As artists we all do "the glance" right?
The glance you do when you initially put something on social media and you're waiting for that first "like" to come in. You need one outside person to validate your work and after that, it's a bit easier to breath.
Looking for outside validation (of which I'm am always guilty) is a totally different conversation BUT wanting your social media presence to work for you is just plain smart.
Here are some things I've learned from my experience working as a non profit communications director and overall social media nerd.
First- Post. Now, not later.
I know this sounds ridiculously elementary, but, if you're like lots of artists, (myself included) you're hardly ever satisfied with your work. That is, you know that there's always something better or more exciting within you. And that's okay. But in order to get people excited about you and your work, it's best to share now so that they can see your growth and be even more excited later.
Second- Respond back.
In the previous Business of Art post I mentioned how likes encourage more like and comments encourage more comments. This is also true for your responses. The Facebook robots "see" your response as interaction as a reason to get more eyes on your post. I'll explain with an example.
If someone comments, "Great work!" you have three options. 1- Do nothing and be satisfied with the compliment. 2- Press the "like" button under their comment letting them know you've seen and appreciate their encouragement. 3- Press the "like" button under their comment and then reply to their comment with a "Thank you!"
Always do #3.
I've seen time and again how taking the time to respond has encouraged other responses, which consistently encourages more engagement. This has proved especially true on Facebook.
Bonus points for having a conversation via replies. Example: If a friend says, "I'd love to start making art," encourage him on local classes and resources. Adding goodness to people's lives is how social media magic happens.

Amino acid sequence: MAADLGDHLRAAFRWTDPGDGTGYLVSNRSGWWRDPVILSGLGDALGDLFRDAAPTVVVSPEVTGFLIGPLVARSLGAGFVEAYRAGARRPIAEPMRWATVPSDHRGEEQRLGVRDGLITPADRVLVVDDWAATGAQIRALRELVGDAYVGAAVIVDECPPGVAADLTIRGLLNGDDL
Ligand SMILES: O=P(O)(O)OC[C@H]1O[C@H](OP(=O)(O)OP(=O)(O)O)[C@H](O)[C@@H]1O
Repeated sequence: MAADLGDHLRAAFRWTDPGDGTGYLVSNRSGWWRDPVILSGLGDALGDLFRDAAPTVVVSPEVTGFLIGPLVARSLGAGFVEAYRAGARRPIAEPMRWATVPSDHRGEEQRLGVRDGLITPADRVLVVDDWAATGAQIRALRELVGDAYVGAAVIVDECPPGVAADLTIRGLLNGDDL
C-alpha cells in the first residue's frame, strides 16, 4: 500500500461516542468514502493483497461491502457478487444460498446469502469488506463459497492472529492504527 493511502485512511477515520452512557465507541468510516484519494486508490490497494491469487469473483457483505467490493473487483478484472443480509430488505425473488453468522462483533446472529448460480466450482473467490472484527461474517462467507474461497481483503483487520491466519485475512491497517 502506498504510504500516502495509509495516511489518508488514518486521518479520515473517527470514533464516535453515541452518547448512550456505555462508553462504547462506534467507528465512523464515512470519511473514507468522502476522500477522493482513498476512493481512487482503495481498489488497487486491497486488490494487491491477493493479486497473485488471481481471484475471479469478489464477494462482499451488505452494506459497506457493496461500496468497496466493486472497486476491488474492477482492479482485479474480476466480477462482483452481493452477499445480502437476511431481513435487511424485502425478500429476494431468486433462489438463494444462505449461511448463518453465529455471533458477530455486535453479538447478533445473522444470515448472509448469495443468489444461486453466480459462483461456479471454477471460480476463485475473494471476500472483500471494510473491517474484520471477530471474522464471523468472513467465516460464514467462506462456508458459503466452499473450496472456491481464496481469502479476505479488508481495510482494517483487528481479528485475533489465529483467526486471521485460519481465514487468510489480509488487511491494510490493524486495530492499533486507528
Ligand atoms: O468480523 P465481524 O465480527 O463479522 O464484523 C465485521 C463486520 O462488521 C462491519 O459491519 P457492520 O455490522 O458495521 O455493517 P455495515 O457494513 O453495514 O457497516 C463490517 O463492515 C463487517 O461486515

Third- Use hashtags on Instagram.
Some people find hashtags annoying or as if they are "trying too hard" . If you're in that camp nothing I say here will change your mind.
However, I've seen how people find me, appreciate my work, and eventually follow me because I add hashtags that they follow.
If you're interested more about hashtags, let me know on Instagram and I'd be happy to chat more about them.
Fourth- Don't always make it about you.
That's the weird thing about self-promotion right? You feel like you're always singing a really annoying song that goes something like, "Look at me! Look at me! Don't you think I'm great! Please tell me I'm great!! Oh oh - look at me!!" (To the tune of: Your least favorite music ever.)
Constant self promotion seems annoying because it is. So don't always make it about you.
Switch out, "Check out my latest work" with, "Happy Friday!" and a picture of your latest work.
Know of a cool garden party that's happening? Share the link of it with your latest Plein air painting of a garden.
Love a local interior designers style? Share she work, tag her, give her a reason to check you out.
Share opportunities for other artists (shows, galleries, workshops). People love generous people and will be more willing to share with you next time.
As an artist and an art lover,
I fully admit that I don't go on social media to interact with my favorite artists. The times I'm most thankful for social media are when I come away having learned something or got a shot of positivity thrown into an otherwise bleak feed. Do either of those things for your followers and fans and they will start to seek you out.